Stories shared in #BBCWeAreBradford

Positive news from the front line #BBCWeAreBradford

At a recent team meeting S4TP discussed how we could get the positive news stories from our young people out to a wider audience, and recognised that we as an organisation should play a stronger role in promoting and championing the voices of the young people we work with.  So, we have started collating quotes from our students about how they are creating positive change, to share and ensure young people’s voices are heard.

At the same time, BBC News pioneered a new approach to newsgathering with a week of stories about Bradford (the city where S4TP first started working with schools) across its national and regional outlets, podcasts,  and on social media.  The BBC asked people in the city which stories matter to them. These stories featured on TV, radio and online between the 11th and 15th of March as part of the We Are Bradford event. The stories reflected all aspects of the city’s life and many also featured on a dedicated BBC webpage (https://www.bbc.co.uk/news/uk-england-47486169), which will continue to be updated with Bradford stories throughout the year.

David Sillito, the BBC’s media and arts correspondent, who devised the project, said: “We Are Bradford is an experiment, an attempt to try to work in a different way to give a fuller and, perhaps fairer, picture of a city.

The heart of this is conversation. We want to hear from people to help us tell different stories in different ways. News should be more than just a catalogue of our troubles, it should reflect the whole of life.”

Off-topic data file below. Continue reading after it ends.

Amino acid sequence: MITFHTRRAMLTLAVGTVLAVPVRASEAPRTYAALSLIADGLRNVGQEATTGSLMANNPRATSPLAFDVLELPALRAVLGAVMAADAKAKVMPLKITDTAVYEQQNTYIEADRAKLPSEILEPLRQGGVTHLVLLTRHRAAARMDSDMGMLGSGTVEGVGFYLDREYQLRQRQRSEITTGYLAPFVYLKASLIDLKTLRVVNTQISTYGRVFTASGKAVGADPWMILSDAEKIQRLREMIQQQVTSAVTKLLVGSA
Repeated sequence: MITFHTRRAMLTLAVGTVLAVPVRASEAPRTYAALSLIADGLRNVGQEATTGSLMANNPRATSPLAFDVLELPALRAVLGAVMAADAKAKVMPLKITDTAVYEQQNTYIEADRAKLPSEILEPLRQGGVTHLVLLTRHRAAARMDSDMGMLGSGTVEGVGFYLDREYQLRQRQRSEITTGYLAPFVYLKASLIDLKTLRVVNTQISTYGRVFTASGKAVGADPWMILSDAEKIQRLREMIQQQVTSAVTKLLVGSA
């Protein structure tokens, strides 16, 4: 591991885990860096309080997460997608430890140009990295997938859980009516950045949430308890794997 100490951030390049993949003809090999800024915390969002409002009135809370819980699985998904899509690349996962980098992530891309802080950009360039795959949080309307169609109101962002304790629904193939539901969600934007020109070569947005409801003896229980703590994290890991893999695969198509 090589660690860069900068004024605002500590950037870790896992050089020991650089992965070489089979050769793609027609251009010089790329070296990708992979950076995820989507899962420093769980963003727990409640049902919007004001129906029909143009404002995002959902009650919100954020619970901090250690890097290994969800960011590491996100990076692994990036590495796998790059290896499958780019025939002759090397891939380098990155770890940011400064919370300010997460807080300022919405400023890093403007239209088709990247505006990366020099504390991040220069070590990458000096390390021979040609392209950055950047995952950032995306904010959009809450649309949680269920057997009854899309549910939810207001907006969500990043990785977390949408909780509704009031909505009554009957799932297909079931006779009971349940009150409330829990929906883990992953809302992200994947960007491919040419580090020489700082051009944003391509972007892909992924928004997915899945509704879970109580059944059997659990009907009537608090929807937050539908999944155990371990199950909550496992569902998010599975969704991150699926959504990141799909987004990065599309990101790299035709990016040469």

So far there have been great news articles around young people’s perceptions of Bradford and their hopes for the future.  Other interesting features have included a spotlight on the Bangla Bantams – a football fan group set up to bring “inclusivity and diversity” to the stands, which has been hailed a success in the city; a young ‘hijabi girl’ who is breaking stereotypes by becoming a boxer; and a Friendship Choir set up to help the city’s asylum seekers and refugees.

One feature that particularly resonated with us at S4TP was about Bradford schoolchildren acting as mental health mentors for their peers.  Faye Keenan, a mental health champion, was quoted as saying: “They are coming up with ideas that none of us adults would probably dream of in a million years.”  Our team, our mentors, and the teachers we work with say the same thing about the students that take part in our Big Ideas programme.  Let’s keep on giving our young people the chance to share their stories and have their voices heard.

 

Written by: Claire Fitton, S4TP Programme Coordinator, North England

Disclaimer: The views and opinions expressed in this article are those of the author and do not necessarily reflect the official policy or position of Solutions for the Planet Ltd


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